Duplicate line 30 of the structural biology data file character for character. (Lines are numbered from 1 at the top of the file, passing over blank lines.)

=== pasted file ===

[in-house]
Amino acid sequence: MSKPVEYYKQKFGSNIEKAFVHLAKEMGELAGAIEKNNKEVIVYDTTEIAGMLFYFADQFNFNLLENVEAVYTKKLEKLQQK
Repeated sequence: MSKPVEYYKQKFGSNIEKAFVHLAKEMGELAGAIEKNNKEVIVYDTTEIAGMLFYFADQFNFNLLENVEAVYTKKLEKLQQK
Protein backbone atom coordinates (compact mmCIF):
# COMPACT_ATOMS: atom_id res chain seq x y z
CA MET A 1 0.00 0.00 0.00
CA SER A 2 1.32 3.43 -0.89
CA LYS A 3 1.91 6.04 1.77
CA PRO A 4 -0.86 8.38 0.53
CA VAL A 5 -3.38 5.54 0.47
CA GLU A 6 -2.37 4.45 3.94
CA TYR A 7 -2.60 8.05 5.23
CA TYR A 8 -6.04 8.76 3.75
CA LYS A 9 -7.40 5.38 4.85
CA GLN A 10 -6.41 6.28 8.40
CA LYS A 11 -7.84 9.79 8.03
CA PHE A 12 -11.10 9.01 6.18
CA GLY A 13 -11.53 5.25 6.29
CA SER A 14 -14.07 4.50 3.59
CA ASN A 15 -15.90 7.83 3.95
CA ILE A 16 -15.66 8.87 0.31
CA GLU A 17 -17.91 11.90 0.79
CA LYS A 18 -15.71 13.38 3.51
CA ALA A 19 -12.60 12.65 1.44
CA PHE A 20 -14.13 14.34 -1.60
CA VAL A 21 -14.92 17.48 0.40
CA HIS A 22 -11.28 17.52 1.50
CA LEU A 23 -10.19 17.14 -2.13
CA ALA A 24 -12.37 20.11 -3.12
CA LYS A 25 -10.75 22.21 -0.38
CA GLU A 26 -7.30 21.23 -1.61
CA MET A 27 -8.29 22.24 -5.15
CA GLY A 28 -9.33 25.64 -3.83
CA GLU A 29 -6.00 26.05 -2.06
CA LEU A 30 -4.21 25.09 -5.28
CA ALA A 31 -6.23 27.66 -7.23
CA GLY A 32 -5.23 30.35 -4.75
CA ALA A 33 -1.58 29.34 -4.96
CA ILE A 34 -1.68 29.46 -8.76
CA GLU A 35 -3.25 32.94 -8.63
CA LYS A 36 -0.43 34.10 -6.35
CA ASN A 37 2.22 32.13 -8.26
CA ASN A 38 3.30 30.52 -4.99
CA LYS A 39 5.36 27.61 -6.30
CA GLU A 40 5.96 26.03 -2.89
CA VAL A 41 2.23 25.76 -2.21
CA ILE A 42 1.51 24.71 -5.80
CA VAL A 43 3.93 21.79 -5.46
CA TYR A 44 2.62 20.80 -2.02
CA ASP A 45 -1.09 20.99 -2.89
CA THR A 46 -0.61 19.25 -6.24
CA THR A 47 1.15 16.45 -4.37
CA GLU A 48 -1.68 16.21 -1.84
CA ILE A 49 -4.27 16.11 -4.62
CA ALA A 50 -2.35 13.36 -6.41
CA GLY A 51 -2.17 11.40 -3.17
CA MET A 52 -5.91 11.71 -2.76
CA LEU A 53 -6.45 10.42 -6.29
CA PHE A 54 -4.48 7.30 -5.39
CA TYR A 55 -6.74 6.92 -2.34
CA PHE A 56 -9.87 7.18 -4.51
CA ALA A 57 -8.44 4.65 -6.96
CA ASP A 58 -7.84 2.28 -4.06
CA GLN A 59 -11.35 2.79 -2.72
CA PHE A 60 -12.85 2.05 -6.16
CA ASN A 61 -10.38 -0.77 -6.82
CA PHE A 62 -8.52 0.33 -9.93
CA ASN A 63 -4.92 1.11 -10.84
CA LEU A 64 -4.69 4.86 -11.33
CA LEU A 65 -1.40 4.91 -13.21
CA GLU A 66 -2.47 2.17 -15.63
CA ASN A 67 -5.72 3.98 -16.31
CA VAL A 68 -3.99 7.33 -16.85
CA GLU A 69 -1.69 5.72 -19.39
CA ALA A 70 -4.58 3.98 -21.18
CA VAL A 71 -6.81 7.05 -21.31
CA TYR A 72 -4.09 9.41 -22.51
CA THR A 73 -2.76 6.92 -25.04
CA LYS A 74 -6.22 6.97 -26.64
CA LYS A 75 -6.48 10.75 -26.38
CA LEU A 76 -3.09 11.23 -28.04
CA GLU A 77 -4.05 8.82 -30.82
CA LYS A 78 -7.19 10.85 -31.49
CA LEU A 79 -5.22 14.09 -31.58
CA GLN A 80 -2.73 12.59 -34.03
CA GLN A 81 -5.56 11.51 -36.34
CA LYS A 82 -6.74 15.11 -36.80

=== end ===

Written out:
CA LYS A 25 -10.75 22.21 -0.38